There have been many experts who have expressed the possibility that the new coronavirus may be like other viruses that infect people around the world every year and may never go away. Confirming the doubts, Dr. Mike Ryan, executive director of the World Health Organization health emergency program, has shared that there are chances that the coronavirus "may never go away," while speaking at a briefing on May 13.

More than 4.3 million cases of COVID-19 have recorded all over the world, of which more than 300,000 have reportedly died when the symptoms turned severe. While the world bids its time, hoping that the virus will run its course and go out of existence, Ryan warned that there is no sure way to predict when the virus would disappear and even in the positive scenario, that a vaccine against the virus is found, controlling the virus is not going to be an easy feat- it will require a "massive effort."

"It is important to put this on the table: this virus may become just another endemic virus in our communities, and this virus may never go away," Dr. Ryan told during a virtual press conference from Geneva.

He went on to add as "HIV has not gone away - but we have come to terms with the virus,” we may have to observe similar adaptability to coronavirus given the fact that no one can “predict when this disease will disappear."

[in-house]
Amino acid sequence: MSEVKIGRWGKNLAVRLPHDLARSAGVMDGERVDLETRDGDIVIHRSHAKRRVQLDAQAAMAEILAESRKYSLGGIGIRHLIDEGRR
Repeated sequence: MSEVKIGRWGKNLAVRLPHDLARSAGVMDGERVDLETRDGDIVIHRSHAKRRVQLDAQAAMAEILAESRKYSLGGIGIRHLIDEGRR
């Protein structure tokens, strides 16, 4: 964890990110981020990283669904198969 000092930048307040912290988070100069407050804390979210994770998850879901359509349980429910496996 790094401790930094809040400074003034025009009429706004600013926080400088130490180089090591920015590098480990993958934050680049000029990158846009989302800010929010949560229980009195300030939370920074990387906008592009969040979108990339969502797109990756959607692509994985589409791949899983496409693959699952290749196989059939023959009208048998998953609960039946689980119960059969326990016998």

As for a vaccine, to fight COVID-19, he warned people to not rely on it too much as not only more than 100 potential vaccines in development, with no set time duration by which they will be available, but also vaccines don’t always eradicate the disease they are made for, like measles.

"We need to get into the mindset that it is going to take some time to come out of this pandemic,” said WHO epidemiologist Maria van Kerkhove at the briefing.

But what we can do is control the virus’ spread with effort, said WHO Director-General Tedros Adhanom Ghebreyesus. "The trajectory is in our hands, and it's everybody's business, and we should all contribute to stop this pandemic," he said.

"The global community has come together to work in solidarity," Van Kerkhove said. "We have seen countries bring this virus under control. We have seen countries use public health measures."

The documentary demonstrates Guangzhou's prevention and control work from January 22 to March 22, 2020. It is expected to share the Chinese city's experience with countries and people that are fighting COVID-19. Photo by Macau Photo Agency on Unsplash

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